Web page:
see also Clinton County Comm’rs v. United States EPA, 116 F.3d 1018, 1021 (3d Cir.
1997). Where the sovereign has waived immunity, no suit can be maintained unless it is
in exact compliance with the terms of the statute under which the sovereign has consented
to be sued. United States v. King, 395 U.S. 1, 4 (1969).
Title 28 of the United States Code, Section 1346(a)1) provides that the district
courts shall have original jurisdiction of:
(1) Any civil action against the United States for the recovery
of any internal-revenue tax alleged to have been erroneously or
illegally assessed or collected, or any penalty claimed to have
been collected without authority or any sum alleged to have
been excessive or in any manner wrongfully collected under
the internal-revenue laws.
28 U.S.C. ' 1346(a)(1). The United States Supreme Court recognized that ' 1346(a)(1)
waives the government’s sovereign immunity from suit by authorizing federal courts to
adjudicate “any civil action against the United States for the recovery of any
internal-revenue tax alleged to have been erroneously or illegal assessed or collected.”
United States v. Williams, 514 U.S. 527, 530 (1995). Section 1346(a)(1) must be read in
conformity with other statutory provisions placing requirements or restrictions on such
actions which limit and determine the scope of this grant of jurisdiction. Koss, et al. v.
United States of America, 69 F.3d 705, 707 (3d Cir. 1995) (citing United States v. Dalm,
494 U.S. 596, 601 (1990)). Three pertinent sections of the Internal Revenue Code, when
read in conformity with ' 1346(a)(1), provide the statutory provisions necessary to
determine the scope of the court’s authorization to adjudicate these types of cases. Koss,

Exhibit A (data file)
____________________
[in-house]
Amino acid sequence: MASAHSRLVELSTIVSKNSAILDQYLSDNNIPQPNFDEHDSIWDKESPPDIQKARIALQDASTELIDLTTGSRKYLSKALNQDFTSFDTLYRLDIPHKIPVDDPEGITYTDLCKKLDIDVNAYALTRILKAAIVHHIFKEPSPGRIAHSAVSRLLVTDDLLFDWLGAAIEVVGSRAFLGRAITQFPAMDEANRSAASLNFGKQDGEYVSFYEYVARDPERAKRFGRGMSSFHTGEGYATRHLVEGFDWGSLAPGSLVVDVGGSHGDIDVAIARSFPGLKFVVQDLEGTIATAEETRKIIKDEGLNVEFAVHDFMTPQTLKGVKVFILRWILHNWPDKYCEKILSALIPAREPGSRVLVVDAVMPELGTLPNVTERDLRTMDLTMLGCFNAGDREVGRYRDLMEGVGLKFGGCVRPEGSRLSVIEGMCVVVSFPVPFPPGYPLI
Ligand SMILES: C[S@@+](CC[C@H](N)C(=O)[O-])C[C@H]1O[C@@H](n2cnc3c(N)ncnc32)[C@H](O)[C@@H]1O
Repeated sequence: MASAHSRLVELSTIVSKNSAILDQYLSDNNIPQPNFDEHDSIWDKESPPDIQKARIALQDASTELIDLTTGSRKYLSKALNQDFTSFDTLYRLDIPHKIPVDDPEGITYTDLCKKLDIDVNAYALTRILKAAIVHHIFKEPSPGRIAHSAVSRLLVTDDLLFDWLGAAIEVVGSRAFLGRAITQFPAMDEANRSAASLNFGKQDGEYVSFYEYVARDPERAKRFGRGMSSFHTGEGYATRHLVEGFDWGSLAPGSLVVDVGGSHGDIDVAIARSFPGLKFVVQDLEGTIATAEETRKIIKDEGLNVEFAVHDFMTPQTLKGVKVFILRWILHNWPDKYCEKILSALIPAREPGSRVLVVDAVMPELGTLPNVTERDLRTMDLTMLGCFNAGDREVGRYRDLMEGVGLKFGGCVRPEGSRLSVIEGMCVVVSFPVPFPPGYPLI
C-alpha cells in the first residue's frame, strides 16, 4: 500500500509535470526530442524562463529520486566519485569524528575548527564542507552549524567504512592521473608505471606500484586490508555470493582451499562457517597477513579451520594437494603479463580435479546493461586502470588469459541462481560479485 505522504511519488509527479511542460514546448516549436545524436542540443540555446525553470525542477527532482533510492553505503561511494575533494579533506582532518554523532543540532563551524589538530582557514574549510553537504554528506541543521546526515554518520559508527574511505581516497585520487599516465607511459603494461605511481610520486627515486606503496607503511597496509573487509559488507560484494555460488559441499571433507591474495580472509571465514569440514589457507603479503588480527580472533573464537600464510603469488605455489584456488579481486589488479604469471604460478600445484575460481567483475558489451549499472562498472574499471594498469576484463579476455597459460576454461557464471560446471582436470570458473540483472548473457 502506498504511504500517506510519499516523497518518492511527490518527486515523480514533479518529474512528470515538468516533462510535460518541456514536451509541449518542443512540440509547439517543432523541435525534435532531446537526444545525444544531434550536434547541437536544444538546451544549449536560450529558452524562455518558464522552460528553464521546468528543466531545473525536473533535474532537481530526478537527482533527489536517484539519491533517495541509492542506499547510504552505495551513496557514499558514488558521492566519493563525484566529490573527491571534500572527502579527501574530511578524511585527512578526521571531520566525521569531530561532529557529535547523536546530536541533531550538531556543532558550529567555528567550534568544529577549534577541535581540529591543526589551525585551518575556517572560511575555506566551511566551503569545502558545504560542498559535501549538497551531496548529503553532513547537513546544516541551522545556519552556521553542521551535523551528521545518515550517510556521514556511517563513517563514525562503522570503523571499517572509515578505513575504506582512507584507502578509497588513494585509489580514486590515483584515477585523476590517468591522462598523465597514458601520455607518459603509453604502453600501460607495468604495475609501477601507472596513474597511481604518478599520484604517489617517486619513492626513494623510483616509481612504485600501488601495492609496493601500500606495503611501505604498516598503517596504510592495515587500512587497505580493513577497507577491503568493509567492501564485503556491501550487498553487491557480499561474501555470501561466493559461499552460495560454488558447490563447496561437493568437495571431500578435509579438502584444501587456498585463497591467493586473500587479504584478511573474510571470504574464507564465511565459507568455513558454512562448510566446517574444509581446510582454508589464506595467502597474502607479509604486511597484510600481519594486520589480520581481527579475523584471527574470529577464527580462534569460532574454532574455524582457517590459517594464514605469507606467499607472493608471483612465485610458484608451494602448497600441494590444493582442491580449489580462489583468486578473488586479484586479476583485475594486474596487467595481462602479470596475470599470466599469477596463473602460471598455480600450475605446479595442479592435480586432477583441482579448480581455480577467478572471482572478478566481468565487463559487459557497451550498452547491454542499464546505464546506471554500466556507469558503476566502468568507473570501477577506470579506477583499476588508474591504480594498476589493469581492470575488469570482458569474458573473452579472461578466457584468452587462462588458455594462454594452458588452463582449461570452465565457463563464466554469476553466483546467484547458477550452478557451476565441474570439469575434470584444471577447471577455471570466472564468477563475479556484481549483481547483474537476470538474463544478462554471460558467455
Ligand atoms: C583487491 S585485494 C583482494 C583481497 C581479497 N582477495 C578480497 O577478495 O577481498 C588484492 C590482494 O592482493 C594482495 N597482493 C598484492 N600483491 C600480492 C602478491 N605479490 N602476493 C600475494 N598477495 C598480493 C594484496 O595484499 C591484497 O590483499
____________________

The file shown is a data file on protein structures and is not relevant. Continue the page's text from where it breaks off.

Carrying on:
69 F.3d at 707.
First, 26 U.S.C. ' 7122 gives the Secretary of the Treasury, or his delegate, the
authority to compromise any civil or criminal case arising under the internal revenue laws
prior to reference to the Department of Justice for prosecution or defense. 26 U.S.C. '
7122(a). The statute further states that the Secretary shall prescribe guidelines for officers
and employees of the Internal Revenue Service to determine whether an
offer-in-compromise is adequate and should be accepted to resolve a dispute. 26 U.S.C. '
Second, 26 U.S.C. ' 7809(b)(1) provides for the placement of funds offered in
compromise in a deposit fund account, and more importantly here, for the return of such
funds to the maker of the offer upon rejection by the Secretary. The statute specifically
states that sums offered under the provisions of 26 U.S.C. ' 7122 would be deposited with
the Treasurer in a deposit fund account, and “the Secretary shall refund to the maker of
such offer the amount thereof.” See 26 U.S.C. ' 7809(b)(1) (emphasis added). This
framework is also outlined in the Internal Revenue Service’s own regulations.
Specifically, 26 C.F.R. ' 301.7122-1(h) provides: